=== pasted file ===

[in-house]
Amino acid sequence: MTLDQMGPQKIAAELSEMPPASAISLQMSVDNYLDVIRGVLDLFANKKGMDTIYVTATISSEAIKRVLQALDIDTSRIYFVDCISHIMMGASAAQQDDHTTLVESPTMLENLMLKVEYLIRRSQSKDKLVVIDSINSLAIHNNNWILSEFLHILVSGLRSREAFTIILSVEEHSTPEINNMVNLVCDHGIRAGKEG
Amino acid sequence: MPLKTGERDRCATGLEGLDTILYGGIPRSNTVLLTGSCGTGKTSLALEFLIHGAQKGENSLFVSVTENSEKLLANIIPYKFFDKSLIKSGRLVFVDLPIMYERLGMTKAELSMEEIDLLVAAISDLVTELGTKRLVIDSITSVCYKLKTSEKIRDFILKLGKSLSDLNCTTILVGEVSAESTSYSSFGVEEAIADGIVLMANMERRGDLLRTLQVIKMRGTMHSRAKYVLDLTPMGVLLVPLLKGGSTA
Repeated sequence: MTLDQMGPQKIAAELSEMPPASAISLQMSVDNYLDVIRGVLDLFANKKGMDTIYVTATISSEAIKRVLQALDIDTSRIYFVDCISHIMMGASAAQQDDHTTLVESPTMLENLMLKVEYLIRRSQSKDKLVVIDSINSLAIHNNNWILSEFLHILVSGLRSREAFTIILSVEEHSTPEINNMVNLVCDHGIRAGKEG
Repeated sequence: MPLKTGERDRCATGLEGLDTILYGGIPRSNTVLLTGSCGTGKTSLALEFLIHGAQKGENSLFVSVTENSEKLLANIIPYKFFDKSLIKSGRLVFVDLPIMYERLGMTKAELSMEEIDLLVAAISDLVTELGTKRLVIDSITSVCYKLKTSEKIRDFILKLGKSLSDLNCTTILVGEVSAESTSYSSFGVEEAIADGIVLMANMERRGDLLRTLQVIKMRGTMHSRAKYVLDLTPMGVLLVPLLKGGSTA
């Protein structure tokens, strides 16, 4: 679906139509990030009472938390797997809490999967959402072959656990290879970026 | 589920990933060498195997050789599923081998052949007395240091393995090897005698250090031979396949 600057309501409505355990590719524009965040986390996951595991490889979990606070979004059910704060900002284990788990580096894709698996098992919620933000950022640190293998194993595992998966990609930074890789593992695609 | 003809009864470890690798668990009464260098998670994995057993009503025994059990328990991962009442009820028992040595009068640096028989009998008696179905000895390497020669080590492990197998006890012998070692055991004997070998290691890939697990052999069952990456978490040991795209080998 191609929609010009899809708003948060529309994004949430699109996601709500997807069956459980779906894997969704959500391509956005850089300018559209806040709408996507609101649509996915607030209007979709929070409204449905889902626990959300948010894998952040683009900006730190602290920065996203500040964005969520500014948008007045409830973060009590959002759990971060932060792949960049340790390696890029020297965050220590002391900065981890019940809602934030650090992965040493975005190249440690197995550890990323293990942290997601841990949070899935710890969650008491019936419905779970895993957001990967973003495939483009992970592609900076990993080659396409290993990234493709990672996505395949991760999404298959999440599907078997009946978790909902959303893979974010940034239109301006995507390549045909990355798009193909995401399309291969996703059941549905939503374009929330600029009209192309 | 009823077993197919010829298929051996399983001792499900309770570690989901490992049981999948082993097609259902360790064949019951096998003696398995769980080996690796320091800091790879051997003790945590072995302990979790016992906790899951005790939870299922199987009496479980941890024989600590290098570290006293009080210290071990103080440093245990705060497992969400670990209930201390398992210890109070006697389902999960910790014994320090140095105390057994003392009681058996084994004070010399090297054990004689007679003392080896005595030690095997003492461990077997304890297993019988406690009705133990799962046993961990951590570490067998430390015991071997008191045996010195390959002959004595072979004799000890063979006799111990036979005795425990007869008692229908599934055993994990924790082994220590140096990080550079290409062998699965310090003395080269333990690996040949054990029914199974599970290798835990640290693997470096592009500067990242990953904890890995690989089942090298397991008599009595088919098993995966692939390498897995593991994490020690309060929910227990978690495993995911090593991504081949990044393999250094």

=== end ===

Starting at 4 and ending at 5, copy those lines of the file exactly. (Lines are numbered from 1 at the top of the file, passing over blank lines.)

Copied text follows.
Repeated sequence: MTLDQMGPQKIAAELSEMPPASAISLQMSVDNYLDVIRGVLDLFANKKGMDTIYVTATISSEAIKRVLQALDIDTSRIYFVDCISHIMMGASAAQQDDHTTLVESPTMLENLMLKVEYLIRRSQSKDKLVVIDSINSLAIHNNNWILSEFLHILVSGLRSREAFTIILSVEEHSTPEINNMVNLVCDHGIRAGKEG
Repeated sequence: MPLKTGERDRCATGLEGLDTILYGGIPRSNTVLLTGSCGTGKTSLALEFLIHGAQKGENSLFVSVTENSEKLLANIIPYKFFDKSLIKSGRLVFVDLPIMYERLGMTKAELSMEEIDLLVAAISDLVTELGTKRLVIDSITSVCYKLKTSEKIRDFILKLGKSLSDLNCTTILVGEVSAESTSYSSFGVEEAIADGIVLMANMERRGDLLRTLQVIKMRGTMHSRAKYVLDLTPMGVLLVPLLKGGSTA